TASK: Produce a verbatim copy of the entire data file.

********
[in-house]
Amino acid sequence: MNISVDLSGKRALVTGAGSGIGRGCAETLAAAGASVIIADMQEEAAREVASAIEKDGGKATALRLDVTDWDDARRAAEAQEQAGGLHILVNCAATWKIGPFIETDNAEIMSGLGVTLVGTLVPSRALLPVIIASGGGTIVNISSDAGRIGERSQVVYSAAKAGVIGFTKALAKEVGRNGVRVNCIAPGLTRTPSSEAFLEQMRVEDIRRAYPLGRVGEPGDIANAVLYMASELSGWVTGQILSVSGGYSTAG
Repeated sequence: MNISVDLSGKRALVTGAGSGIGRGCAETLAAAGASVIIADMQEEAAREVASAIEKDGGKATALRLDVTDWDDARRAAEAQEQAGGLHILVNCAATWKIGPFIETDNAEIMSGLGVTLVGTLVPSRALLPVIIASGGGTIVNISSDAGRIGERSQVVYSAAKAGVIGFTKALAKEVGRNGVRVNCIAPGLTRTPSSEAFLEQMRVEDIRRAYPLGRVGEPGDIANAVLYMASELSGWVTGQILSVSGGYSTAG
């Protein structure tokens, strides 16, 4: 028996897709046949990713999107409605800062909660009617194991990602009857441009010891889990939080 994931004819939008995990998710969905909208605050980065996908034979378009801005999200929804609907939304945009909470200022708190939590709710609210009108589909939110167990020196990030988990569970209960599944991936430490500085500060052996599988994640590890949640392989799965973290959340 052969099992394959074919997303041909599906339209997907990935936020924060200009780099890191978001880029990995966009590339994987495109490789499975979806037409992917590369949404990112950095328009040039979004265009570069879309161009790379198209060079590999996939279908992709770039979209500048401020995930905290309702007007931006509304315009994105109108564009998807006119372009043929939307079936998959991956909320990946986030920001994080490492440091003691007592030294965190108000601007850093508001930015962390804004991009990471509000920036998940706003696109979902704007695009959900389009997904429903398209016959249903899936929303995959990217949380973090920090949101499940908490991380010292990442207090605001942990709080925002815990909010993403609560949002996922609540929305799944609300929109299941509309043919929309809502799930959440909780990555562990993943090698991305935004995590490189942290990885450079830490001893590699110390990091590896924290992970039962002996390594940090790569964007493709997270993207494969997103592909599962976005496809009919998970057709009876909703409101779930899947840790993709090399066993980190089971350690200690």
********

[in-house]
Amino acid sequence: MNISVDLSGKRALVTGAGSGIGRGCAETLAAAGASVIIADMQEEAAREVASAIEKDGGKATALRLDVTDWDDARRAAEAQEQAGGLHILVNCAATWKIGPFIETDNAEIMSGLGVTLVGTLVPSRALLPVIIASGGGTIVNISSDAGRIGERSQVVYSAAKAGVIGFTKALAKEVGRNGVRVNCIAPGLTRTPSSEAFLEQMRVEDIRRAYPLGRVGEPGDIANAVLYMASELSGWVTGQILSVSGGYSTAG
Repeated sequence: MNISVDLSGKRALVTGAGSGIGRGCAETLAAAGASVIIADMQEEAAREVASAIEKDGGKATALRLDVTDWDDARRAAEAQEQAGGLHILVNCAATWKIGPFIETDNAEIMSGLGVTLVGTLVPSRALLPVIIASGGGTIVNISSDAGRIGERSQVVYSAAKAGVIGFTKALAKEVGRNGVRVNCIAPGLTRTPSSEAFLEQMRVEDIRRAYPLGRVGEPGDIANAVLYMASELSGWVTGQILSVSGGYSTAG
């Protein structure tokens, strides 16, 4: 028996897709046949990713999107409605800062909660009617194991990602009857441009010891889990939080 994931004819939008995990998710969905909208605050980065996908034979378009801005999200929804609907939304945009909470200022708190939590709710609210009108589909939110167990020196990030988990569970209960599944991936430490500085500060052996599988994640590890949640392989799965973290959340 052969099992394959074919997303041909599906339209997907990935936020924060200009780099890191978001880029990995966009590339994987495109490789499975979806037409992917590369949404990112950095328009040039979004265009570069879309161009790379198209060079590999996939279908992709770039979209500048401020995930905290309702007007931006509304315009994105109108564009998807006119372009043929939307079936998959991956909320990946986030920001994080490492440091003691007592030294965190108000601007850093508001930015962390804004991009990471509000920036998940706003696109979902704007695009959900389009997904429903398209016959249903899936929303995959990217949380973090920090949101499940908490991380010292990442207090605001942990709080925002815990909010993403609560949002996922609540929305799944609300929109299941509309043919929309809502799930959440909780990555562990993943090698991305935004995590490189942290990885450079830490001893590699110390990091590896924290992970039962002996390594940090790569964007493709997270993207494969997103592909599962976005496809009919998970057709009876909703409101779930899947840790993709090399066993980190089971350690200690």